Easter Island Landscapes of Construction Project
Sue Hamilton (University College London, UK)
Susana Nahoe A. (CONAF, Rapa Nui)
Colin Richards (University of Manchester, UK)
Francisco Torres H. (Museo Antropologico P. Sebastian Englert, Rapa Nui)
Ken Cook (Hawaii Pacific University)
CONAF (Rapa, Nui)
Claudio Cristino (Universidad de Santiago, Chile)
Patricia Vargas (Universidad de Santiago, Chile)
Kate Welham (Bournemouth University, UK)
The most prominent feature of the archaeology of Rapa Nui (Easter Island) is the large stone statues (moai) that once stood upon stone platforms (ahu). On some ahu, the heads of the moai were adorned with cylinder-shaped topknots (pukao). The vast majority of moai were sculpted from volcanic tuff quarried from the inner and outer crater of Rano Raraku, situated in the south-east of the island. Conversely, the pukao are exclusively of red scoria from a quarry in the crater of Puna Pau, situated in the southwest of the island.
Ahu Akivi overlooking the west coast of the island.
The outer slopes and quarry bays of Rano Raraku.
Having been awarded a five-year permit in April 2008 to undertake archaeological research on Rapa Nui (Easter Island) by the National Council for Monuments, Chile, and CONAF, Chile, the over-arching research aim of this project is to examine the monumental architecture of Rapa Nui in terms of the process of construction. This embraces questions of landscape position and material constitution of the monuments. It also draws a range of what are considered discrete 'sites' e.g. ahu, 'transport' roads, quarries, into a web of social practices.
For example, the construction of monuments (ahu) with statues (moai) and topknots (pukao) effectively fused production at both quarries together in terms of spatial, temporal and social relationships. However, up until now attention has almost entirely been focussed on the moai quarry at Rano Raraku. This is the only quarry to have seen any form of excavation or detailed archaeological survey, and consequently, it is the only quarry for which there are C14 dates (albeit old dates with huge errors). Therefore there exists a discrepancy in the amount of attention different quarries have received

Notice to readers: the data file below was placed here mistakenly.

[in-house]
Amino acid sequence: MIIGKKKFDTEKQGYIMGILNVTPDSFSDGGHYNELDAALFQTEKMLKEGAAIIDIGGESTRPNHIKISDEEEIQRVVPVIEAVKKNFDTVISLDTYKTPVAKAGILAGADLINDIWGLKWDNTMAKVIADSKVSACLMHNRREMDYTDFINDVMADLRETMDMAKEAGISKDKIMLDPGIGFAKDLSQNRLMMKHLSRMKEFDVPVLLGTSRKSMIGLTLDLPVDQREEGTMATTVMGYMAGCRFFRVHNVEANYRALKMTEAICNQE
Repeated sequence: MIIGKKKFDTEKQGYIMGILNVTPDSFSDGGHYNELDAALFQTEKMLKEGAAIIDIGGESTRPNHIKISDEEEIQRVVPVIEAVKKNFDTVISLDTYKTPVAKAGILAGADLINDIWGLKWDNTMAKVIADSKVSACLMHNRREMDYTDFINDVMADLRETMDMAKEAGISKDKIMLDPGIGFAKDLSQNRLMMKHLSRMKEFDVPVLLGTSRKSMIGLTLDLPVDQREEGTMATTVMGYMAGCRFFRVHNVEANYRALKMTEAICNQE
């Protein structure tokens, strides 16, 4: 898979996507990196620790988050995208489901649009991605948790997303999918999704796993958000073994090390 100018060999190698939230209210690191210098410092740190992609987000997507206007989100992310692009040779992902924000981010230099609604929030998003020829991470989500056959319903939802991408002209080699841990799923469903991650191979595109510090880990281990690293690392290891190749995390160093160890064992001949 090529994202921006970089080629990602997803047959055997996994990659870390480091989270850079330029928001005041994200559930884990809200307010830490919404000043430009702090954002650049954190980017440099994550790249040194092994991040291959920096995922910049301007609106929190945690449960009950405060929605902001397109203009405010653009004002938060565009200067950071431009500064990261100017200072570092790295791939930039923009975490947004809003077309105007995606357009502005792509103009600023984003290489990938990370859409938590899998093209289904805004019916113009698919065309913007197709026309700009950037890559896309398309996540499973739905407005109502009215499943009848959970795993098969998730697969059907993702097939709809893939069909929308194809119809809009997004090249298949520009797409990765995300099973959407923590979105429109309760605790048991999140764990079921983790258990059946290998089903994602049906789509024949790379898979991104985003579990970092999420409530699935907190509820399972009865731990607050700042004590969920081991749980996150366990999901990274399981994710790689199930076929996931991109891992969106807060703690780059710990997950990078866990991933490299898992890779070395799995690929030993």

Susana, Norma and Adrian undertaking geophysical survey at Puna Pau in Feb 2008
The pukao quarry at Puna Pau has seen no excavation and the presence of equivalent discrete working areas is currently unknown. Apart from the need to establish a chronology for the operational life of the quarry, geological characterization of the red scoria within the crater may reveal enough variation to undertake comparative analysis with the pukao present across the island. As with the proposed geological characterization of the Rano Raraku working areas, this could lead to relating different sections of the Puna Pau quarry with different areas of Rapa Nui. Thus, small-scale fieldwork and excavation at each quarry would provide vital dating sequences and geological characterization could establish links between quarries and ahu.
Section of the southern 'Moai road defined by kerbstones.
Also, the identification of 'transportation' roads has focussed on those at Rano Raraku and its immediate environs, and as the name suggests they have been examined solely in terms of their assumed primary role in movement of moai. However, we are also concerned with their role in channelling people towards the Rano Raraku quarry along a formal route where fallen statues now testify to roads once lined by erect moai.
Fallen moai adjacent to the southern road.
Initially, smaller quarries may have produced moai at a local level. One quarry we have surveyed at Otu'u remains an unknown quantity both in scale of use and chronology. However, two moai remain in-situ attached to the parent rock.
Moai lie in the quarry at Otu'u
Susana Nahoe and Kate Welham laser scanning the Out'u moai.
Sue Hamiton undertaking survey at an ahu.
Numerous ahu with fallen moai are positioned along the coastline all around the island. Their position in relation to the topography, their relationship to occupation and practices and their material composition all form part of our enquiries.
Richards, C. 2008. The substance of Polynesian voyaging. World Archaeology 40 (2): 206-23.
Hamilton, S., S. Nahoe A., C. Richards & F. Torres H. 2008. Quarried away: thinking about landscapes of megalithic construction on Rapa Nui (Easter Island), in B. David & J. Thomas (eds) Handbook of landscape archaeology. Walnut Creek Ca: Left Coast Press, pp. 176-86.